What's a "top college"?
Maybe it’s because I need easily digestible print reading for my train commute. Maybe it’s my inevitable post-20s loss of hipster cred. Whatever the reason, I seem to be reading a lot less of the humor writing at McSweeney’s Internet Tendency and a lot more of Joel Stein’s Time column.
I don’t often agree with Stein’s take on the world, but I enjoy his breezy prose and his punchlines, equal parts smart-aleck and goofball. He took some heat for a July column that came off as xenophobic, but it’s this week’s entry that has me irked. Stein is defending elitism, specifically the Ivy-to-power-elite track that dominates the resumés of most big-time journalists and the people they cover. He begins:
I went to a better college than you did. That does not make me a better person than you. It does, however, make me smarter, more knowledgeable, more curious and more ambitious. So, in a lot of ways, better.
He’s being funny, of course, in an I-actually-mean-this-but-want-to-play-it-as-a-joke kind of way. He goes on to criticize the “cancer” of anti-elitism and the culture’s affection for inclusive mediocrity. Yeah, yeah. We all saw The Incredibles, which at least was more entertaining than Stein at his best, to say nothing of Stein here.
The whole piece is irritating, but I’ll focus on “I went to a better college than you did.” That’s probably true—I liked Wheaton well enough, but unlike some chapel speakers, I’m not eager to argue that it’s superior to Stanford, Stein’s alma mater. But Stein is assuming a lot in that statement, namely that the concept of a “better college” is built around solid evidence and consensus.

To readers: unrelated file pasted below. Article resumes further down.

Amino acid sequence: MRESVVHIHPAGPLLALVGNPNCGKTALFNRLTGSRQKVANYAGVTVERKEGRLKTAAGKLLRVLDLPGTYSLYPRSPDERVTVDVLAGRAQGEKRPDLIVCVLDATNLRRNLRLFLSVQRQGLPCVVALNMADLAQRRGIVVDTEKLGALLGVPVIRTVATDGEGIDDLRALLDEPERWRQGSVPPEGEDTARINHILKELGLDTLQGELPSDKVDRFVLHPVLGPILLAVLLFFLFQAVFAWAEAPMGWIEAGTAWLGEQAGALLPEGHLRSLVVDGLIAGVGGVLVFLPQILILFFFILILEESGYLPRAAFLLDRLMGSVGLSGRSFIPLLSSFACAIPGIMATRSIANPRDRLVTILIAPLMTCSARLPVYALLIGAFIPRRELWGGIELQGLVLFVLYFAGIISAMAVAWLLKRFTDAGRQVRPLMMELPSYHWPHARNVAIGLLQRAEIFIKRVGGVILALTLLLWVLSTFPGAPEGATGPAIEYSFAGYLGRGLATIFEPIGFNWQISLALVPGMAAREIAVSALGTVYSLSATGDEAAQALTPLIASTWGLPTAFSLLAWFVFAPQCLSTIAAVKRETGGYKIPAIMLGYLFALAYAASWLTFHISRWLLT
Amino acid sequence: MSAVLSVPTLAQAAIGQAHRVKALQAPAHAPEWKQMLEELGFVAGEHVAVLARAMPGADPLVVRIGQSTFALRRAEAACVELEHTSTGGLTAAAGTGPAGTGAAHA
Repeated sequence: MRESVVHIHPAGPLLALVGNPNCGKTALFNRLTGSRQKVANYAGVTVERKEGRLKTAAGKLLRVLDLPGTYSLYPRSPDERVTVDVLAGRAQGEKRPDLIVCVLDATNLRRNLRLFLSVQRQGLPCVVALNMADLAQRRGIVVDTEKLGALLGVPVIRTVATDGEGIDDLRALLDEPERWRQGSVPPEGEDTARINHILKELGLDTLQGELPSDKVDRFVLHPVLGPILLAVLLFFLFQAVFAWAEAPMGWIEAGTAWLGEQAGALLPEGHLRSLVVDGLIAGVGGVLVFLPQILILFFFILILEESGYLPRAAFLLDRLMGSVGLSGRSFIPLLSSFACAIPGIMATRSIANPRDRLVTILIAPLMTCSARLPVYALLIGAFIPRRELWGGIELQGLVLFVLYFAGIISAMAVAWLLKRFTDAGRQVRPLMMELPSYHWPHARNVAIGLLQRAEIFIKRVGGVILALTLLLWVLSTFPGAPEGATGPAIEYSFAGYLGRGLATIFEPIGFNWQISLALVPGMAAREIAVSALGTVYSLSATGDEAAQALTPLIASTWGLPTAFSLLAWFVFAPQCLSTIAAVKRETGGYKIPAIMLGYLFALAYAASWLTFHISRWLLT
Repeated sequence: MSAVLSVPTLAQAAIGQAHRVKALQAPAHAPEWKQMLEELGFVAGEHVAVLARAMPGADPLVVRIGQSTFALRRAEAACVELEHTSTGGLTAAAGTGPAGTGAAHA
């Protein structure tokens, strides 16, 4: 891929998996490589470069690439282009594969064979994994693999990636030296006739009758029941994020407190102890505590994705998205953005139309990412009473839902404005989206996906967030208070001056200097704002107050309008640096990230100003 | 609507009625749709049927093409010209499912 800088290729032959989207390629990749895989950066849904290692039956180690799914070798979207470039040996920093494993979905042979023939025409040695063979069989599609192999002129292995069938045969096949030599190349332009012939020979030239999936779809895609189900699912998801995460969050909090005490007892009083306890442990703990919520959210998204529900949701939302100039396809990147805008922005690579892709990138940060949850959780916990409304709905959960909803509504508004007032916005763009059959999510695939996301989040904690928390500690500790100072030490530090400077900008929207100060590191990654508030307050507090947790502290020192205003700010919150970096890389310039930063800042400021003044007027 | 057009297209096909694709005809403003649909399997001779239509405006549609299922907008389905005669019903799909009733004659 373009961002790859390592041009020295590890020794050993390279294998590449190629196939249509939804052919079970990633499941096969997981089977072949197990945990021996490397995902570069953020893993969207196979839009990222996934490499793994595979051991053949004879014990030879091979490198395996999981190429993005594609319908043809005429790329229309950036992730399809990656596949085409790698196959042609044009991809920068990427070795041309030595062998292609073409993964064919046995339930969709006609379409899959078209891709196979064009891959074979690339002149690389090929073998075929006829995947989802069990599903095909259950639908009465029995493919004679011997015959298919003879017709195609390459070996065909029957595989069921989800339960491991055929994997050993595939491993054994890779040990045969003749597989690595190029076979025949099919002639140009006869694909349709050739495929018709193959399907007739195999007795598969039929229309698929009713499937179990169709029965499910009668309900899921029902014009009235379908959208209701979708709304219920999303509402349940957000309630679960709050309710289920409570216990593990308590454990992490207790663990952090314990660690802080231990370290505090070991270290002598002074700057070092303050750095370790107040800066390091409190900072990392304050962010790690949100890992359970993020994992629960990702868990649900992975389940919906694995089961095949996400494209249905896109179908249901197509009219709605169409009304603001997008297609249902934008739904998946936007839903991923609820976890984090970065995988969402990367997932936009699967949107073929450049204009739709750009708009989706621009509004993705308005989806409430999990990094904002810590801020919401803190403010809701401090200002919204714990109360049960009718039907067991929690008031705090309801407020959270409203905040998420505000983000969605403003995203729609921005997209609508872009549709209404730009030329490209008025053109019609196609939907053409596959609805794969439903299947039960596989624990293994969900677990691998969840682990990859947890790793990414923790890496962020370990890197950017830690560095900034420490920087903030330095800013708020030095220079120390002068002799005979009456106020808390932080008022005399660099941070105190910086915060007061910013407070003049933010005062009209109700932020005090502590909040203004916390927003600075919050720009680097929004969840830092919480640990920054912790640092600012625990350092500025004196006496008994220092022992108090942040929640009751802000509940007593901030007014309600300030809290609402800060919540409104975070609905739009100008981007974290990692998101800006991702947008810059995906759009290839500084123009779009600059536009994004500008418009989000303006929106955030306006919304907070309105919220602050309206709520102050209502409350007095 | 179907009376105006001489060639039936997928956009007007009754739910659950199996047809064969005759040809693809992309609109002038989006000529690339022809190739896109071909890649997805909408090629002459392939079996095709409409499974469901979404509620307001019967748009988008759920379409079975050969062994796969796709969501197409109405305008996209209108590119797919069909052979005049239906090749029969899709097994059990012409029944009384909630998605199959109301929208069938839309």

He takes this for granted, anticipating many objections to his argument but not this one: our American system of understanding which schools are the best is based largely on two mutually reinforcing factors—the opinions of the elites who go to these schools and the rankings put out by U.S. News & World Report.
U.S. News's main considerations include the assessments of peer administrators, the proportion of applicants accepted, per-student spending and alumni giving rate. If you think this sounds like an easily manipulated formula for self-perpetuating elitism, education expert Kevin Carey agrees.
While Carey and others were writing their white papers, the Washington Monthly began in 2006 publishing an alternative set of annual college rankings—a great example of hybrid advocacy/service journalism. Here are the magazine’s three criteria:
- community service: participation in ROTC, alumni in the Peace Corps, work-study money channeled toward service projects
- research: production of research in the sciences and humanities
- social mobility: the matriculation and graduation of lower-income students
In short, schools are ranked as to how well they promote the common good. The fact that this sounds radical is part of the problem.
WaMo’s new rankings are out, and Stanford ranks fourth among national universities—but it’s the only school to crack each publication’s top five. Yes, Stein went to a great school by any standard; but there are multiple standards with very different aims and results. It’s a shame that for many, “top school” is an uncritical euphemism for “school that trades in carefully preserved elitism.” Good for the Washington Monthly for working to correct this.